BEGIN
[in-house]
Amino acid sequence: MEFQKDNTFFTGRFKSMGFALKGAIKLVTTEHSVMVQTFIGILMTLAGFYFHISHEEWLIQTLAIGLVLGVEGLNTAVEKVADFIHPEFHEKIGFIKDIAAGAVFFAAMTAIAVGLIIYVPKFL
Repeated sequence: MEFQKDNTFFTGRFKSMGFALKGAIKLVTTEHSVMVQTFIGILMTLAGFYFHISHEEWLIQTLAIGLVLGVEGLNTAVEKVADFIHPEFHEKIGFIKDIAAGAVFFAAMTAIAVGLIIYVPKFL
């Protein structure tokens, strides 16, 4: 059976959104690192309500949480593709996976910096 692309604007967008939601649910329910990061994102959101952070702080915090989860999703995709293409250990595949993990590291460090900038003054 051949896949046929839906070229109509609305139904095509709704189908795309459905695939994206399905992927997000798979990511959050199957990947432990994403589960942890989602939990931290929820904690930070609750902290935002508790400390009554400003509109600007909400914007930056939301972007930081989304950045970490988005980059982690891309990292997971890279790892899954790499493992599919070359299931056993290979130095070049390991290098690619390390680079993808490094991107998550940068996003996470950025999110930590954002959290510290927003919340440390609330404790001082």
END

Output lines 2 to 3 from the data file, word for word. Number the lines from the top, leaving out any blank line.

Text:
Amino acid sequence: MEFQKDNTFFTGRFKSMGFALKGAIKLVTTEHSVMVQTFIGILMTLAGFYFHISHEEWLIQTLAIGLVLGVEGLNTAVEKVADFIHPEFHEKIGFIKDIAAGAVFFAAMTAIAVGLIIYVPKFL
Repeated sequence: MEFQKDNTFFTGRFKSMGFALKGAIKLVTTEHSVMVQTFIGILMTLAGFYFHISHEEWLIQTLAIGLVLGVEGLNTAVEKVADFIHPEFHEKIGFIKDIAAGAVFFAAMTAIAVGLIIYVPKFL